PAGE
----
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  • FIRST POST
    • misterthrifty
    • By misterthrifty 10th Mar 17, 4:58 PM
    • 351Posts
    • 81Thanks
    misterthrifty
    Extra RAM to speed up PC
    • #1
    • 10th Mar 17, 4:58 PM
    Extra RAM to speed up PC 10th Mar 17 at 4:58 PM
    Hi

    I have an old Hi-Grade PC running Windows 10 which is getting a bit slow. I carried out a check on the Crucial website and it currently has 2x 1GB DDR PC2 5300 memory sticks. My question is, would upgrading to 2GB sticks make a substantial improvement and what specification should I be looking for to upgrade for a reasonable price and where to look?

    TIA
    Mr T
Page 3
    • were
    • By were 15th Mar 17, 12:35 AM
    • 415 Posts
    • 253 Thanks
    were
    Unsure about purchasing a second had SSD, unless really, really cheap. We had some new 400G SSDseagates at work, cost £1700, in under a week it was dead, so got another, and less than a week later... after the third one, it became a battle for account managers. Supplies are quoting 2 years, but only really used for booting, so majority have lasted longer.

    Silicon is quick, but the life is not great, and it does not deteriorate in a way that gives a warning, it just dies. I've also avoided hybrid drives at all cost, as they have the worst properties of both, and just a world of pain waiting to be unleashed.
    • toshi
    • By toshi 15th Mar 17, 12:45 AM
    • 94 Posts
    • 53 Thanks
    toshi
    The result is that the basic ICH7 not that great, but some may get working, on others ssd drives are not tolerated by the system, non will reach the potential of AHCI machines, and at this age and sata version the bus possibly has limitations too.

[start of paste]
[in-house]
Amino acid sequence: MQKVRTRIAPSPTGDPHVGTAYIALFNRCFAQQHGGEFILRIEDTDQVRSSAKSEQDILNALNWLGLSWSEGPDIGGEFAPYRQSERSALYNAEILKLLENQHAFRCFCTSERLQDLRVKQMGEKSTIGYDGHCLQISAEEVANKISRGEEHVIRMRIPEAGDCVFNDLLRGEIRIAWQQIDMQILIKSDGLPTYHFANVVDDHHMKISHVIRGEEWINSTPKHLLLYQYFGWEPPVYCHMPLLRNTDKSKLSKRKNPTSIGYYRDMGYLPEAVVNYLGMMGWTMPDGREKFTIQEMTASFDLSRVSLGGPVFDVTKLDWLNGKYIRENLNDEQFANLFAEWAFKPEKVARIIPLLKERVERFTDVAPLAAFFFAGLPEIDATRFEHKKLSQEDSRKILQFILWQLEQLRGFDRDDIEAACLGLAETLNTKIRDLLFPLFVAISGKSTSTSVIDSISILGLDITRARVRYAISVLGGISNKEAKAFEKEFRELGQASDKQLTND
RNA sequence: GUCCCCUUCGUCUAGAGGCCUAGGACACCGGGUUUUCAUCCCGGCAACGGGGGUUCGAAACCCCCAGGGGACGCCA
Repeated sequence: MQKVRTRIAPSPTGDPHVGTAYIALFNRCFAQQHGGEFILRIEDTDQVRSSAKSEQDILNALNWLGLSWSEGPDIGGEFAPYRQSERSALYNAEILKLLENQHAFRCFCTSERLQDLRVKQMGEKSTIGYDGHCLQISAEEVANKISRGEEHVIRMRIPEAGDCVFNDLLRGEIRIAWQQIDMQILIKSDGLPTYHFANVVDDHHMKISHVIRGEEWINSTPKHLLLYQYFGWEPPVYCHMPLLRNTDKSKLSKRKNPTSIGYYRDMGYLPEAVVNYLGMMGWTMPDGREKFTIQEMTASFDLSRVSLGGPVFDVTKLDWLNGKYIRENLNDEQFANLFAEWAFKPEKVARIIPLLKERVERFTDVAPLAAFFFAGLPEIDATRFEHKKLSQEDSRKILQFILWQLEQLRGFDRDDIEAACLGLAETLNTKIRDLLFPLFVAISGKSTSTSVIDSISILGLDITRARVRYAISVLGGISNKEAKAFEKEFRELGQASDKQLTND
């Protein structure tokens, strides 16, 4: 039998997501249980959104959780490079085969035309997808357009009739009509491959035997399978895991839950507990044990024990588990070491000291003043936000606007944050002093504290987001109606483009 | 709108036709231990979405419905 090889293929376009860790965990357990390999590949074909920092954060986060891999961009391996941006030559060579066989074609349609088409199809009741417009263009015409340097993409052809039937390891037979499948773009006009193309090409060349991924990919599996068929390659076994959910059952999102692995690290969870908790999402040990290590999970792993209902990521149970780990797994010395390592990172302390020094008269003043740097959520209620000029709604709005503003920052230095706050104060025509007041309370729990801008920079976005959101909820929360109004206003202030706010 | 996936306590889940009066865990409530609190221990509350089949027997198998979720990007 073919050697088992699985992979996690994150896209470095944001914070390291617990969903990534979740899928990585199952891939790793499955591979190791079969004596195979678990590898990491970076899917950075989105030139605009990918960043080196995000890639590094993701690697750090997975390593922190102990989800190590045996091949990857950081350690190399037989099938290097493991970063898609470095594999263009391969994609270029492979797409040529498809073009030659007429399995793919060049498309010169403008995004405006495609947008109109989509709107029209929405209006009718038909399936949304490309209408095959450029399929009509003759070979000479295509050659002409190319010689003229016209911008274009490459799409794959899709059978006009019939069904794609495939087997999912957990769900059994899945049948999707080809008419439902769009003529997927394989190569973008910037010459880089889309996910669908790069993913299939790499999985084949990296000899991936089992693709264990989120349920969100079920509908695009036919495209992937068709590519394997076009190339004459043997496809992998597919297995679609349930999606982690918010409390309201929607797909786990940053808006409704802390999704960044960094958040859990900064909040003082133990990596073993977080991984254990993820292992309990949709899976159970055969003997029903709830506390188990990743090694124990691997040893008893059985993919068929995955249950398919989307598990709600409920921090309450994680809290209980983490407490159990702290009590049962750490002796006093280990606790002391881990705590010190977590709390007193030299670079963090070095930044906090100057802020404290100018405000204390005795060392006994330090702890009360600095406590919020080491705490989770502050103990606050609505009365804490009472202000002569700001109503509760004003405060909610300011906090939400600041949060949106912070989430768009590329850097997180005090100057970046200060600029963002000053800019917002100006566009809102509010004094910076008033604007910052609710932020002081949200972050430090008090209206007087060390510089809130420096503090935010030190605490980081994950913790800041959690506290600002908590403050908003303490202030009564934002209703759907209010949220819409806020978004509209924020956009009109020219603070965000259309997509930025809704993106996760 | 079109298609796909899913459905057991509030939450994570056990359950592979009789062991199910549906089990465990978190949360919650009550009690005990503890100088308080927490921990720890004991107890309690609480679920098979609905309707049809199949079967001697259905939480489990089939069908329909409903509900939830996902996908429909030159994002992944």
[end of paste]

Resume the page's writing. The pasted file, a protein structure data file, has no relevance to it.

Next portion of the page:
Originally posted by were
    It seems you have mentioned about chipset compatibility/ performance in terms of data transfer. Well any slowest SATA SSD still will run much faster than hard disk. Simply slowest SSD seektime is 100 faster than fastest Hard Disk.

    My motherboard chipset uses notorious NVidia MCP79, (same as some MAC notebooks) Because of hardware bug, my SSDs are always recognised as SATA1, even NVidia MCP79 supports SATA2.

    Is this serious disadvantage ? Well not really, I did not realise NVidia SATA chipset bug until I run some benchmark test, as SSD performance improvement was so dramatic.

    If you compared my SATA1 SSD and SATA2 HARD DISK, sequential transfer speed benchmark is more or less same, but this is not the end of story. Most of Benchmark uses sequential transfer speed, but real computing (like computer boot) accesses far more smaller many many files. Probably IOPS is far more important than sequential transfer speed.

    This article shows there are no practical performance difference between SATA2 and SATA3, probably SATA1 is not that behind.

    "Upgrade Advice: Does Your Fast SSD Really Need SATA 6Gb/s? "
    http://www.tomshardware.com/reviews/sata-6gbps-performance-sata-3gbps,3110-7.html


    SSD price remains high, I bought 256GB SSD around 60 pound last year, but now 90 pound, due to exchange rate and supply problems, more demand from mobile phone use .... Hopefully price will come down towards the end of this year..

    Happy computing
    Last edited by toshi; 15-03-2017 at 12:49 AM.
    • EdwardB
    • By EdwardB 15th Mar 17, 6:41 AM
    • 412 Posts
    • 321 Thanks
    EdwardB
    SSD or die tryin!

    Actually good points about speed difference between 6mb and 3mb



    However, not so sure I agree that 1.5mb not making such a difference.

    Still the most valid point you make is that of price.